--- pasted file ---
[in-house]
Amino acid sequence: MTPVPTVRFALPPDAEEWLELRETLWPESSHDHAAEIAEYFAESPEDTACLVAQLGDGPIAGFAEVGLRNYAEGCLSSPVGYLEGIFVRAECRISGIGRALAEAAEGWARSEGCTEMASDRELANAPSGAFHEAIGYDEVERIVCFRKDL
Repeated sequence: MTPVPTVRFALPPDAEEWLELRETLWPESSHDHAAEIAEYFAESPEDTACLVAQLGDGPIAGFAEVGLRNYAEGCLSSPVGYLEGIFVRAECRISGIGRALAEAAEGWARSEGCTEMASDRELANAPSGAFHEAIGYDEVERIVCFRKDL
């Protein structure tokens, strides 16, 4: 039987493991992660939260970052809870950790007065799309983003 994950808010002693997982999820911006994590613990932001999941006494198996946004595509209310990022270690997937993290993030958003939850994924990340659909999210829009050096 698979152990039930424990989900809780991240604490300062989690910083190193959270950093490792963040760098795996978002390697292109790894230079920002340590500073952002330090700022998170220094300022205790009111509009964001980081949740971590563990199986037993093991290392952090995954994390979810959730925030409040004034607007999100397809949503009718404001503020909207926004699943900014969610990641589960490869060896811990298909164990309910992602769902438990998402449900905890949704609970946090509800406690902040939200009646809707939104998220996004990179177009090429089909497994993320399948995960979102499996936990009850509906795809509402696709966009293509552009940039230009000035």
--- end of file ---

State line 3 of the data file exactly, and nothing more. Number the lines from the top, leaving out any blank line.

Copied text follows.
Repeated sequence: MTPVPTVRFALPPDAEEWLELRETLWPESSHDHAAEIAEYFAESPEDTACLVAQLGDGPIAGFAEVGLRNYAEGCLSSPVGYLEGIFVRAECRISGIGRALAEAAEGWARSEGCTEMASDRELANAPSGAFHEAIGYDEVERIVCFRKDL